Restoring Consumers Faith in Online Reviews

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We continue to be exposed daily to statistics surrounding the growth and inherent rise of consumer mobile usage. The latest being 1.5B of the world’s population (equivalent to 20%) own a mobile phone.

Mobile opens up new ways to engage and interact with consumers. A mobile device (phone, smartphone or tablet), offers unlimited access at one’s finger tips, as well as access to content, to research, to engage, to purchase and to make an informed decision about a brand or product/service. Businesses that provide valuable, relevant, qualitative, and most importantly authentic content, attract and retain new and existing customers.

Ensuring content integrity is fundamental – in fact only brands that leverage authentic content will be able to gain consumers’ trust, and turn customers into brand advocates. This is particularly relevant following the recent news of the Competition and Markets’ Agency’s (CMA) investigation into fake endorsement in blogs and online articles.

Since the crackdown on fake reviews, various companies are being investigated by the CMA, for undermining the vitality of sharing authentic content in the process of building consumer trust. A Bazaarvoice survey of 1,500 adult customers across the United Kingdom found 70 percent of respondents read reviews before making a purchase decision—more than any other content type considered. With the CMA estimating that £23bn a year of consumer spending is potentially influenced by online reviews, we start to see the scale of the problem and why there is concern around the use of the content.

Authentic consumer-generated content (CGC), in one form, online reviews, can yield endless benefits for brands and retailers – it has enormous potential to positively influence audience opinion and buying intent, increase brand advocacy, reduce return rate, and ultimately have a positive impact on an organisation’s bottom line. Most importantly, by opening up a dialogue with consumers, businesses can increase consumers’ trust in their brand and shape their organisation to reflect consumers’ desires and needs.

However, despite all the benefits of leveraging authentic consumer-generated content, some organisations choose to misuse certain types of consumer content, hence the CMA investigation into how consumers’ opinions are being used. Practices such as paying bloggers in return for endorsements, review sites leaving negative commentary unpublished, are apparently becoming increasingly common, as are other inauthentic practices such as ‘astroturfing’.

Astroturfing is when sites create fake grass root reviews, businesses writing fake reviews of themselves to boost their ratings in comparison to their rivals, and firms writing or commissioning fake negative reviews to undermine rivals for personal gain.

The consequences can not only be harmful, but long-lasting in loss of trust. Fifty percent (50%) of respondents to the Bazaarvoice survey also stated that they believed one or more of the reviews they read online to be fake, and 53 percent said they believed that companies removed negative reviews.

Participants in the survey also offered clear guidance to businesses who rely heavily on customer reviews. More than 80 percent stated that they would feel more trusting of reviews if they knew the reviews were screened for fraud, moderated, and displayed by a neutral, credible third party. A further 55 percent said they would feel more trusting if they knew reviews weren’t altered in any way by anyone other than the original author. Thirty-four percent (34%) of participants were also interested to know if reviewers had been offered an incentive to provide an unbiased review, more relevant in light of more blogs and online publications being questioned over its authenticity.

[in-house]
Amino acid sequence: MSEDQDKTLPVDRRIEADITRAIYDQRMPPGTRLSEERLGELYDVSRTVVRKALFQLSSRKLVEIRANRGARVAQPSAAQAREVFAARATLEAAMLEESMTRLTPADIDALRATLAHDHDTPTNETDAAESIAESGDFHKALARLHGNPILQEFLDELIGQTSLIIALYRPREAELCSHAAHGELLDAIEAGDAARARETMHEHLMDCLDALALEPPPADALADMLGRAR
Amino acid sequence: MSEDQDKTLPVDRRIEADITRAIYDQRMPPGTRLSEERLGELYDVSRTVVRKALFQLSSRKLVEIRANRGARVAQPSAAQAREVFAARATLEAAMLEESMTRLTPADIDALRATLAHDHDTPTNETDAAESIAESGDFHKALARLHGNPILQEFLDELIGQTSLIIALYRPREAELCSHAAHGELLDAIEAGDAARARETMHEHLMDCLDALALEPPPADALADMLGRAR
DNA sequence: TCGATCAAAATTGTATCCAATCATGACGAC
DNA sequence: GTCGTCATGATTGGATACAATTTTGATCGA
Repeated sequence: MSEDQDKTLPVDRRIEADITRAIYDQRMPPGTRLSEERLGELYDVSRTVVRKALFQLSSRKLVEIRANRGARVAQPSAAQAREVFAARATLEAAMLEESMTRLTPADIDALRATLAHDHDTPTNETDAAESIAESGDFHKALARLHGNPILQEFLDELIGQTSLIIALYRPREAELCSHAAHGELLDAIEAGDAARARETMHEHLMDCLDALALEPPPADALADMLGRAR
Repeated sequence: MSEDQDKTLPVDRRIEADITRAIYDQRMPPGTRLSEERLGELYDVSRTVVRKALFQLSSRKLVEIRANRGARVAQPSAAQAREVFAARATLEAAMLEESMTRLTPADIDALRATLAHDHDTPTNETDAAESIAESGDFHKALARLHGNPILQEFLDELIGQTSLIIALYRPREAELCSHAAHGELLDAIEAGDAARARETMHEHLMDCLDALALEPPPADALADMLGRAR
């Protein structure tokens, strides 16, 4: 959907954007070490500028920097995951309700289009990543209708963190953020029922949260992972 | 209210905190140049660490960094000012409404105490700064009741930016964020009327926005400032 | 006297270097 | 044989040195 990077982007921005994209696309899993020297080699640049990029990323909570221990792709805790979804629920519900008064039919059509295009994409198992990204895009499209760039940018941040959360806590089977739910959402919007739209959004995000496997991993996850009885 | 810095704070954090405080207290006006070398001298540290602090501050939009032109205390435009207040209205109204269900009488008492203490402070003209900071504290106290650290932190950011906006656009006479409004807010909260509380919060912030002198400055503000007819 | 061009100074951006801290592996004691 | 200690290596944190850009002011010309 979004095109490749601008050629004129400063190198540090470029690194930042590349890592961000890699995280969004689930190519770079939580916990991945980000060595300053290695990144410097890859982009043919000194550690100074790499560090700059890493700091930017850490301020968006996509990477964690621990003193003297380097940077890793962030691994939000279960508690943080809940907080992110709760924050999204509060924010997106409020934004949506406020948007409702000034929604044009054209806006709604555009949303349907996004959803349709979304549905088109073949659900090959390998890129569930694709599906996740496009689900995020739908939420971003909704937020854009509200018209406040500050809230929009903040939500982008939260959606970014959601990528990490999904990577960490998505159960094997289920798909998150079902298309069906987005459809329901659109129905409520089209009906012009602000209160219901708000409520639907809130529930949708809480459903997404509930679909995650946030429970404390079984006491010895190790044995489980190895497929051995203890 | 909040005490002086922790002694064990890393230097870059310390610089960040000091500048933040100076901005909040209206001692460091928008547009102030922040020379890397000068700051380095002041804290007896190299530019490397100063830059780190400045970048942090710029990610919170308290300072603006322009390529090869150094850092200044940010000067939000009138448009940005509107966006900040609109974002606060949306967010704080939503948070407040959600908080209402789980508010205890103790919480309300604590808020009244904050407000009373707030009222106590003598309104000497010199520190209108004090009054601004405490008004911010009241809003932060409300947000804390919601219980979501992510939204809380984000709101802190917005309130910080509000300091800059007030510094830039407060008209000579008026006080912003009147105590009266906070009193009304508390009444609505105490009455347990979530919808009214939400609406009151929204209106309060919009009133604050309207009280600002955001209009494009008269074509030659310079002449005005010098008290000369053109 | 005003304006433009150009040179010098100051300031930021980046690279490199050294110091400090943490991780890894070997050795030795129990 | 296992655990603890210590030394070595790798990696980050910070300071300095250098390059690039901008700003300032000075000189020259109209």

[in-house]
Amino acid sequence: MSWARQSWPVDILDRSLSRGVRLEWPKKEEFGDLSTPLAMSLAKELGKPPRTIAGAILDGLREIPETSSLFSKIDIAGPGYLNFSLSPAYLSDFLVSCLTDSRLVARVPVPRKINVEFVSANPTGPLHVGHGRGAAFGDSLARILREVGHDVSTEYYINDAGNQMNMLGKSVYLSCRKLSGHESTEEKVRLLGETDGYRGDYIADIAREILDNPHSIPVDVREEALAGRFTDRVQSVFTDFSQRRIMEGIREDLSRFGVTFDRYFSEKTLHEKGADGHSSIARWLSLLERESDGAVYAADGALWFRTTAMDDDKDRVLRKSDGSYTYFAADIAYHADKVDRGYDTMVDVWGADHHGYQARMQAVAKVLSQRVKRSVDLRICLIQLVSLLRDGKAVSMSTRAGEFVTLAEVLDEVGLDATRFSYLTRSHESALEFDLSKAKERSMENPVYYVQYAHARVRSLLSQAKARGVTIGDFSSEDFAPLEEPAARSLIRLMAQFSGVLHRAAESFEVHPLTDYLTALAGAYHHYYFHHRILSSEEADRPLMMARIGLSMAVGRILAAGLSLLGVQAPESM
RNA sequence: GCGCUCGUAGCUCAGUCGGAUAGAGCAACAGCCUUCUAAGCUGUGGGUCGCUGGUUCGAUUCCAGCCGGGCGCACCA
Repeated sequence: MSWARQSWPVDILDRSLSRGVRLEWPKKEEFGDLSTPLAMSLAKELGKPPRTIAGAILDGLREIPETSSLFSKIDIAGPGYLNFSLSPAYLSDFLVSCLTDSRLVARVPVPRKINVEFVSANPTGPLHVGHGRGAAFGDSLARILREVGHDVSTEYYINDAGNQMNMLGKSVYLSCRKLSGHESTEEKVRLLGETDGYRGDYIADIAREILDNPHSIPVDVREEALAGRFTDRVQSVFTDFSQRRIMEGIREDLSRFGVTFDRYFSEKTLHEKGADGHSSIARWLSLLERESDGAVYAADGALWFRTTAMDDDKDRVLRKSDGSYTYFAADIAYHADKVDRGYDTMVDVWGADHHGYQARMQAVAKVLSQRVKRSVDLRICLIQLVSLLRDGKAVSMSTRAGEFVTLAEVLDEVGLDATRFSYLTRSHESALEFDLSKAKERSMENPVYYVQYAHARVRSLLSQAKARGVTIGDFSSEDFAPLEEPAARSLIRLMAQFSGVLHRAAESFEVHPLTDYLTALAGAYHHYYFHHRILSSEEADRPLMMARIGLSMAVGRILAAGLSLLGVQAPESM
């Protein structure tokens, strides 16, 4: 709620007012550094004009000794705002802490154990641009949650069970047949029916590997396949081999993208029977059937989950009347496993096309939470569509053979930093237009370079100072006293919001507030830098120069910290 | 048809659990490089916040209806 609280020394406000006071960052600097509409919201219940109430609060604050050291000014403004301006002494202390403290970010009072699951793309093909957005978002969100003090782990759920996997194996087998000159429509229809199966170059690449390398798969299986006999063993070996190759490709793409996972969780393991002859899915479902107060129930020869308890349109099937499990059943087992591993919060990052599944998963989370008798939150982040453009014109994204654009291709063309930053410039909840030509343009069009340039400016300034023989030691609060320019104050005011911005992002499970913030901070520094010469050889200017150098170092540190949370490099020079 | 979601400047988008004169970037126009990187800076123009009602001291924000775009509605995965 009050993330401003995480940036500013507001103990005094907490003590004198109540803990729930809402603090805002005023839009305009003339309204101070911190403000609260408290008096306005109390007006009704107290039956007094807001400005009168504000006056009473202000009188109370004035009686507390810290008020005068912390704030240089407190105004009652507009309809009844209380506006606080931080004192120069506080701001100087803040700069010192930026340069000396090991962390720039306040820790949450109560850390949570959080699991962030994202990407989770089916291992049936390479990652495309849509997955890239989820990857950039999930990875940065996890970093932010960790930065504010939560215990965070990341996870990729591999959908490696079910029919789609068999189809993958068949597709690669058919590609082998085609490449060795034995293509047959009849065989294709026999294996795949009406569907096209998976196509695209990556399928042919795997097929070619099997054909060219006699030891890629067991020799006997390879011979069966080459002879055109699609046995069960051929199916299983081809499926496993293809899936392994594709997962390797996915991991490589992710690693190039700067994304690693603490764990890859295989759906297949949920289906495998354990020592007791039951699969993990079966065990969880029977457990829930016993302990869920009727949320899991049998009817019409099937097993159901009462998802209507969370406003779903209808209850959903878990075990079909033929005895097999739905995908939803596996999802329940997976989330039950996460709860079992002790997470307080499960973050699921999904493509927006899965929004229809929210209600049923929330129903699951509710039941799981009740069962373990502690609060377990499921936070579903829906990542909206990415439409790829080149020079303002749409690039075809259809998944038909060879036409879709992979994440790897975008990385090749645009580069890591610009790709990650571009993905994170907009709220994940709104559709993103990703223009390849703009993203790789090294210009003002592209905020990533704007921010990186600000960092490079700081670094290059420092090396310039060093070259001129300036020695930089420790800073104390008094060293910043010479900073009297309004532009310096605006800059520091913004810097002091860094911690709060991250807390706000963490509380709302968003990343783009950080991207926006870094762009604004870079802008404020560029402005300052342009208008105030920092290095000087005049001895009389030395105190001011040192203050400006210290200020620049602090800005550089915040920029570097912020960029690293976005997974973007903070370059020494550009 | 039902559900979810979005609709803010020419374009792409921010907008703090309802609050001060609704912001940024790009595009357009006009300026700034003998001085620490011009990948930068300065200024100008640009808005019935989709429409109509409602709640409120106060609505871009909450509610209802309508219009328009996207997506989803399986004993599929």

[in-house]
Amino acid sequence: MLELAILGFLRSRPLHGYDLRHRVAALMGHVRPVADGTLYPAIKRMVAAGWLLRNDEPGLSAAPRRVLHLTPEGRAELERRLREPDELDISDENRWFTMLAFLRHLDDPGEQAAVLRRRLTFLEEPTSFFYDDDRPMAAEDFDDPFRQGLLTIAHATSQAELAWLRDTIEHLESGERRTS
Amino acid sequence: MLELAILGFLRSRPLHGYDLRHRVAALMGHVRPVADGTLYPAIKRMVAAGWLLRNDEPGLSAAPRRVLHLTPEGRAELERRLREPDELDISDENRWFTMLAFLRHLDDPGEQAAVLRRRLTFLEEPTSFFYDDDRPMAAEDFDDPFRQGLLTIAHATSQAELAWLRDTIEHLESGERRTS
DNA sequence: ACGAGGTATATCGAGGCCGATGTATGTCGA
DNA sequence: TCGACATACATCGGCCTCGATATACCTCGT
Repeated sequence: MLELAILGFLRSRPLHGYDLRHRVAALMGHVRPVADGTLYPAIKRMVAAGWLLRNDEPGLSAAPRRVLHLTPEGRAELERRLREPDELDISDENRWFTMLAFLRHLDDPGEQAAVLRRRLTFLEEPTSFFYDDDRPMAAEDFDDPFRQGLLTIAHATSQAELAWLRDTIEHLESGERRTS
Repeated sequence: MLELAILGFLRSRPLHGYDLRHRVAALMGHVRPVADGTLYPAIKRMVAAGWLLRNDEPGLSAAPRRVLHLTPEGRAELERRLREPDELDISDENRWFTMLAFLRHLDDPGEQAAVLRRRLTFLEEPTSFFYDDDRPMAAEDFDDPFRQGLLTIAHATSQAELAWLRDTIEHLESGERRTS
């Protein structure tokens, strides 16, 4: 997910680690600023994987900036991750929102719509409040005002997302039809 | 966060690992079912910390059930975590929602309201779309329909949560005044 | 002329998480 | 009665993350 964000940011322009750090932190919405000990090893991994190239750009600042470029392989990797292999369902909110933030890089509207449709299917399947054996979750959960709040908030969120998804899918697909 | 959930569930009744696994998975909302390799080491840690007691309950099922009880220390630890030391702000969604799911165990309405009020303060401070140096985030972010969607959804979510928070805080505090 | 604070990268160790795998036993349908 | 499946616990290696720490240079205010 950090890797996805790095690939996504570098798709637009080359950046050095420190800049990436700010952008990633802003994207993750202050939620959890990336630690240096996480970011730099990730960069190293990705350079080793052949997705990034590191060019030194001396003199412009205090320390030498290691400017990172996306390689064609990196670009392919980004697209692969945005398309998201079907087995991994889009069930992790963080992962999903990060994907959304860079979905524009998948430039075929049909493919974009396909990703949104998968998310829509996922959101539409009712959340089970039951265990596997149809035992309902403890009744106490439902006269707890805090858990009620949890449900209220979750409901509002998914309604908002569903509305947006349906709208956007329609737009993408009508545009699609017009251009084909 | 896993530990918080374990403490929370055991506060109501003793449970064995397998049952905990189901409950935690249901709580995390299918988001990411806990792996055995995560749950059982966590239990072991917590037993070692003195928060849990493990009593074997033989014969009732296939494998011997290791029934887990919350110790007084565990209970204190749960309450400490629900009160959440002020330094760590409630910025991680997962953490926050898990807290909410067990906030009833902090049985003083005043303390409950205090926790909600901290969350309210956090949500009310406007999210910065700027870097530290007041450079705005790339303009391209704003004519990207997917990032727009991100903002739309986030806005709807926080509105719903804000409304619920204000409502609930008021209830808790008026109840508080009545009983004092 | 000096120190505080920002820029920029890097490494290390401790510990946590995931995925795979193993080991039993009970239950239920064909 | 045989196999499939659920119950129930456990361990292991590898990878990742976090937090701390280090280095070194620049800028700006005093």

Since the CMA started their investigation, many review sites, including TripAdvisor and have defended their sites’ infrastructure and processes. Both of the which have recently informed users of the combination of random checks and confirmation emails they will use to eliminate unauthentic content.

To ensure brands restore consumer trust in the content they read, we recommend implementing an authenticity policy that is robust yet simple and clear, this will guide both company and consumer behaviour. The authenticity policy should ensure content is free from fraud, spam, editing, classification, and other forms of alteration.
Partnering up with an expert third party is the first step in the process of sending customers a clear message that the review content they see has been through the screening process of a neutral organisation, and that the integrity of client relationships is one of your business’s top priorities.

As consumers access to content continues to rise, and channels to absorb that content becomes easier to digest and interact with, businesses need to ensure they are protecting both their brand and products/or services through the process. Consumer generated content will continue to take various forms, however for now, getting reviews at the base level right is key, if other forms of content is to be trusted.

Thus with the rise of mobile usage, businesses need to start paying attention not only to the content they are sharing, but the medium they are sharing it. More and more consumers are accessing content on the go, and businesses need to adapt with not only authentic content, but mobile friendly authentic content.